Stacey Jacobs
Stacey Jacobs is the Community Sexual Health Educator at Planned Parenthood Waterloo Region, ppwr.on.ca, and has taught sexuality classes at the University of Waterloo. She has a Master of Science from the University of Guelph and is thinking about completing a PhD.

Your alarm goes off at 7 a.m. You stumble to the bathroom to get ready for your day. You have been trying to eat healthy so you have a grapefruit for breakfast.
You also take your birth control pill, as you do every day at 8 a.m. because the pill must be taken every day at the same time to be effective.

But you’re worried because your period is late, so you take a pregnancy test to be on the safe side – and you’re pregnant, despite always taking your pill every day at the same time.

The grapefruit is the culprit. Grapefruits, as well as grapefruit juice, can interfere with the way the body metabolizes medications. This is seldom mentioned when discussing birth control pills.

It’s not the only thing that can interfere with hormonal birth control. Antibiotics, antacids such as Tums, antihistamines, anticonvulsants, antidepressants, sedatives, muscle relaxants and St. John’s Wort (to name a few) can make the pill less effective.

It is also important to be aware that no method of birth control is 100 per cent effective. Not even getting a tubal ligation or a vasectomy is 100 per cent effective, although it is considered permanent.

According to the Society of Obstetricians and Gynaecologists of Canada, male sterilization is 99.9 per cent effective and female sterilization is 99.5 per cent effective. I have actually met a couple where the man had a vasectomy and the woman had her tubes tied – they were pregnant, and not very happy.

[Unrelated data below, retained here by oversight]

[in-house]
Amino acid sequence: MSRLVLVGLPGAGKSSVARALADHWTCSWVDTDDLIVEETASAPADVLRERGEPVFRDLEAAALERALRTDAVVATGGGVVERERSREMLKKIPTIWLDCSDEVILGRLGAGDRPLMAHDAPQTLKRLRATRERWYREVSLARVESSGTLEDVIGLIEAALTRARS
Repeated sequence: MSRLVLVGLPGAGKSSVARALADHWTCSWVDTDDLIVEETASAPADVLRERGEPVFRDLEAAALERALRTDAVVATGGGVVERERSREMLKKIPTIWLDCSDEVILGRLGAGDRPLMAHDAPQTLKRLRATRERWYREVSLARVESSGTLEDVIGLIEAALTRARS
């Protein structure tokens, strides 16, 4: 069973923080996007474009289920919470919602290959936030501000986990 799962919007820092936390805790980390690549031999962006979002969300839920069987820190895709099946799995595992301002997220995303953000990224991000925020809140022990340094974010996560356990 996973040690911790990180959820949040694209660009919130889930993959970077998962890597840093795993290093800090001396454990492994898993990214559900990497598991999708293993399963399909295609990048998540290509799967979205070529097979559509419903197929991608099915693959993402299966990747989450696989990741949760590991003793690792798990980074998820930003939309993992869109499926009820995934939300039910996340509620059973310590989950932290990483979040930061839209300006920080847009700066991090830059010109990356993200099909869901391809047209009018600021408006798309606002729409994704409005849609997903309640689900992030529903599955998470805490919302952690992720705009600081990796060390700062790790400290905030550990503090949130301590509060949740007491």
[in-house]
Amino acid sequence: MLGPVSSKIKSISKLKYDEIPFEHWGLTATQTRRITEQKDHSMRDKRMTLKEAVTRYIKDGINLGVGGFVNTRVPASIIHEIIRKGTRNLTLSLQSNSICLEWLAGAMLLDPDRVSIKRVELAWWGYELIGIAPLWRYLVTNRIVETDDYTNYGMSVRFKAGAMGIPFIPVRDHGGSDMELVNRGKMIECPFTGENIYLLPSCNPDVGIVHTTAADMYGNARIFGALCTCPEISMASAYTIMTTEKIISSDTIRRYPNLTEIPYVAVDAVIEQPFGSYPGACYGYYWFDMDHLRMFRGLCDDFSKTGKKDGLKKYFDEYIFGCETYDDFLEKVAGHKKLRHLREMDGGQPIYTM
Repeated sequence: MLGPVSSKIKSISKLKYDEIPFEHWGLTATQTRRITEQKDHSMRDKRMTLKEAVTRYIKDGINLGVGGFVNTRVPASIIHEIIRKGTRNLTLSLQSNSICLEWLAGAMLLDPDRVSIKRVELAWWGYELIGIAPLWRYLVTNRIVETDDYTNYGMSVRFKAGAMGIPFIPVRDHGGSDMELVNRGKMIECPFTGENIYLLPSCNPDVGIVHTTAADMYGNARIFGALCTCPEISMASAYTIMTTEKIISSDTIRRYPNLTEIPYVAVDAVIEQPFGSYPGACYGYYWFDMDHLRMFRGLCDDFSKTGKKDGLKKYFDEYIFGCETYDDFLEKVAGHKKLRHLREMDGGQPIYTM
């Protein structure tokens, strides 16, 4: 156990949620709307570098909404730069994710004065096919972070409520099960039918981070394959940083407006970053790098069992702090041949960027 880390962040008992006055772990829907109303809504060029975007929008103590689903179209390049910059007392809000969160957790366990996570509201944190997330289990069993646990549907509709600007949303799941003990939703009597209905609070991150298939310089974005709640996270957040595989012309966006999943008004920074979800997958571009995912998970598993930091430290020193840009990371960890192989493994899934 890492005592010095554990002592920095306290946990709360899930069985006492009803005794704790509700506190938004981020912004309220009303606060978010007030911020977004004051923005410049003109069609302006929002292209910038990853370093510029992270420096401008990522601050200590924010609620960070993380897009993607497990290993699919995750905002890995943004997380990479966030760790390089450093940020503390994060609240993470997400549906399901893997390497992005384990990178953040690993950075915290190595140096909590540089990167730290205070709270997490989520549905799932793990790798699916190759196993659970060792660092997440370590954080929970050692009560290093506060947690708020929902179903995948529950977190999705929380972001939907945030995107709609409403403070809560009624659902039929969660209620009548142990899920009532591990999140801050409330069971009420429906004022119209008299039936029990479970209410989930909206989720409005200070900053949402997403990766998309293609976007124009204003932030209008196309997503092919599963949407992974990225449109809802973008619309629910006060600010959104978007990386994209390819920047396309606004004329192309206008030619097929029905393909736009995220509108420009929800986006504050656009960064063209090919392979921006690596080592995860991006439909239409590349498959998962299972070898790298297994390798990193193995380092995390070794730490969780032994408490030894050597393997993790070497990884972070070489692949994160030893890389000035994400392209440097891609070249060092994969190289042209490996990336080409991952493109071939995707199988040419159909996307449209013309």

Your body weight can also play a role in the effectiveness of birth control. The patch may not be effective for women over 198 pounds. Recent research from the European pharmaceutical company HRA Pharma found that emergency contraception such as the morning after pill may not be effective for women over 176 pounds, and has reduced effectiveness for women over 165 pounds.

Canadian research has not been conducted on how weight contributes to the effectiveness of emergency contraception, however, this new research is something women should be aware of as Statistics Canada reports that 54 per cent of Canadian women are over-weight or obese.

People rely on their health care providers to offer information regarding their medication. Ask questions and be pro-active. This includes talking to your pharmacist.

If you are using hormonal birth control let a pharmacist know this when you are prescribed another medication. Ask how the two will interact and if the effectiveness of the birth control will be diminished. Also ask about over-the-counter medications. Collect information about natural medications, vitamins and home remedies you may be using. Street drugs can also interfere with birth control.